Friday, January 27, 2012

Future of St. Louis Decided Behind Closed Doors And Mostly Without Citizen Input

A few days ago, new plans for the Arch grounds were presented. I followed the discussion on Twitter, and the vast majority of people were hugely disappointed in the presentation and the process. Major parts of the plan that won the design competition were left out, now that "they had looked at the details." And it sounded like they were not open to suggestions from the community. And what makes this especially depressing is that St. Louis has a fantastic community of hyper-informed urbanists who have impressive and thought-out ideas for making the city better.

I highly recommend reading a larger summary of the presentation at NextSTL. One of the biggest disappointments is that the urbanists were hoping for a design that greatly improved the connections between the downtown and the riverfront. The original design was already somewhat limited on that front, but was even further scaled back into a "hobbit hole" as was explained nicely at the Count on Downtown blog. The Mississippi River should be a major attraction of the city; instead it is for the most part buried behind ugly concrete and kept separate from the downtown.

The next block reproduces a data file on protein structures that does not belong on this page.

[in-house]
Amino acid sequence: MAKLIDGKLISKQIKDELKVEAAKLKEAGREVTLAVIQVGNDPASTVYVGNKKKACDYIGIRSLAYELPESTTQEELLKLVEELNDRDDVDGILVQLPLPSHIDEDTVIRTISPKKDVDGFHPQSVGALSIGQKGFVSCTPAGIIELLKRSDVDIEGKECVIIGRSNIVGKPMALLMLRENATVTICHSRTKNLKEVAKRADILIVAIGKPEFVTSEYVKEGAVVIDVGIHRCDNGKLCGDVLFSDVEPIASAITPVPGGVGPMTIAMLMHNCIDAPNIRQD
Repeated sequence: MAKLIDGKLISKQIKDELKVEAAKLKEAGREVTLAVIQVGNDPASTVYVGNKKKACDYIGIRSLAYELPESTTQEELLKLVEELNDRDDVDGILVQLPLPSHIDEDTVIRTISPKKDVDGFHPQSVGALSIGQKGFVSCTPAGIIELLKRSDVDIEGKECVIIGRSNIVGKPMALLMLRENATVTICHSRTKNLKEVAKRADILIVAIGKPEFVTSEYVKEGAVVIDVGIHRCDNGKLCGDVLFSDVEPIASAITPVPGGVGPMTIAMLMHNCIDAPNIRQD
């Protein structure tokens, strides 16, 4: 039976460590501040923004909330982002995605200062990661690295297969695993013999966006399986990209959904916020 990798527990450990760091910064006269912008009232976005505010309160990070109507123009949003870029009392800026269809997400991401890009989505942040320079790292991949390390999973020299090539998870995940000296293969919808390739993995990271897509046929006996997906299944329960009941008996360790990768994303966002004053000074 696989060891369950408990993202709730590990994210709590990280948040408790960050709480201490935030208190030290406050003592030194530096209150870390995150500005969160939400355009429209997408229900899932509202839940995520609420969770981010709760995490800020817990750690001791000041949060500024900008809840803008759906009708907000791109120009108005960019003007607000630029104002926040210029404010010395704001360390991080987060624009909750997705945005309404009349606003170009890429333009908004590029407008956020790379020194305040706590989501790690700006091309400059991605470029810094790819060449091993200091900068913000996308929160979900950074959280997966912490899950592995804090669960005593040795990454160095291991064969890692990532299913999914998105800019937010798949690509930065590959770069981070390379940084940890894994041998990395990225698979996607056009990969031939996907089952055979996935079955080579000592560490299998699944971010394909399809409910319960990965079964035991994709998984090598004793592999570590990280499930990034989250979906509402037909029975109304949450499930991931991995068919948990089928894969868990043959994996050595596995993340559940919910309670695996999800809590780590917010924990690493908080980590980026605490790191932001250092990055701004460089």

Just another example, in my opinion, of how the people in power in St. Louis make decisions that effect everyone largely in secret and in a manner completely closed off to community input. Good ideas are not allowed to trickle up and become successes, because they are not even given attention. It's not a meritocracy; it's a powertocracy, and everyone suffers as a result.

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